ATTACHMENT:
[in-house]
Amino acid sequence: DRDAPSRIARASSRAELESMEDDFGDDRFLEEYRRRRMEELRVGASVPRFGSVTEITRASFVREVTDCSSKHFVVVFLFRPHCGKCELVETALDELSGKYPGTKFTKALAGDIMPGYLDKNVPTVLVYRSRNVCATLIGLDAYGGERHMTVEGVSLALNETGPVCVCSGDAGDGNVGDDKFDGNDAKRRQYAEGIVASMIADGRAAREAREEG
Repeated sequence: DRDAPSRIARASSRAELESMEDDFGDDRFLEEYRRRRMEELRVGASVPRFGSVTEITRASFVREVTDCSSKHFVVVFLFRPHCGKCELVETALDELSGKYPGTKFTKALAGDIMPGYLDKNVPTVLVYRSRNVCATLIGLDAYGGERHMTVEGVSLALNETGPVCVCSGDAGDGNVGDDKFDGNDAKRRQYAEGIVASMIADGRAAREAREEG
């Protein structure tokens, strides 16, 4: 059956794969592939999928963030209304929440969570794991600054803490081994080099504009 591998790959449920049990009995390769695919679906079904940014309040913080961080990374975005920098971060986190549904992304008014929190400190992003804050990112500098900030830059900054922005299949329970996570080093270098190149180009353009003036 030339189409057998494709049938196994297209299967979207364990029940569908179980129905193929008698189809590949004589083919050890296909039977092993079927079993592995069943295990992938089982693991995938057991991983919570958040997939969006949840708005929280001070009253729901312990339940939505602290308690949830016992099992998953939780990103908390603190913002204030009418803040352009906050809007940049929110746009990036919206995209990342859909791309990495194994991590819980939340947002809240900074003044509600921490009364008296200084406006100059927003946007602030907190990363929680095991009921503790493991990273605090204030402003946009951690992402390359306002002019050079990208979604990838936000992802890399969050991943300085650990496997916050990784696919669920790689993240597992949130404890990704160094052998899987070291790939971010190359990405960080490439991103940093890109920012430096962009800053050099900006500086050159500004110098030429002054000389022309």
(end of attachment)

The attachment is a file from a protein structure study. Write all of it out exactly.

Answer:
[in-house]
Amino acid sequence: DRDAPSRIARASSRAELESMEDDFGDDRFLEEYRRRRMEELRVGASVPRFGSVTEITRASFVREVTDCSSKHFVVVFLFRPHCGKCELVETALDELSGKYPGTKFTKALAGDIMPGYLDKNVPTVLVYRSRNVCATLIGLDAYGGERHMTVEGVSLALNETGPVCVCSGDAGDGNVGDDKFDGNDAKRRQYAEGIVASMIADGRAAREAREEG
Repeated sequence: DRDAPSRIARASSRAELESMEDDFGDDRFLEEYRRRRMEELRVGASVPRFGSVTEITRASFVREVTDCSSKHFVVVFLFRPHCGKCELVETALDELSGKYPGTKFTKALAGDIMPGYLDKNVPTVLVYRSRNVCATLIGLDAYGGERHMTVEGVSLALNETGPVCVCSGDAGDGNVGDDKFDGNDAKRRQYAEGIVASMIADGRAAREAREEG
């Protein structure tokens, strides 16, 4: 059956794969592939999928963030209304929440969570794991600054803490081994080099504009 591998790959449920049990009995390769695919679906079904940014309040913080961080990374975005920098971060986190549904992304008014929190400190992003804050990112500098900030830059900054922005299949329970996570080093270098190149180009353009003036 030339189409057998494709049938196994297209299967979207364990029940569908179980129905193929008698189809590949004589083919050890296909039977092993079927079993592995069943295990992938089982693991995938057991991983919570958040997939969006949840708005929280001070009253729901312990339940939505602290308690949830016992099992998953939780990103908390603190913002204030009418803040352009906050809007940049929110746009990036919206995209990342859909791309990495194994991590819980939340947002809240900074003044509600921490009364008296200084406006100059927003946007602030907190990363929680095991009921503790493991990273605090204030402003946009951690992402390359306002002019050079990208979604990838936000992802890399969050991943300085650990496997916050990784696919669920790689993240597992949130404890990704160094052998899987070291790939971010190359990405960080490439991103940093890109920012430096962009800053050099900006500086050159500004110098030429002054000389022309």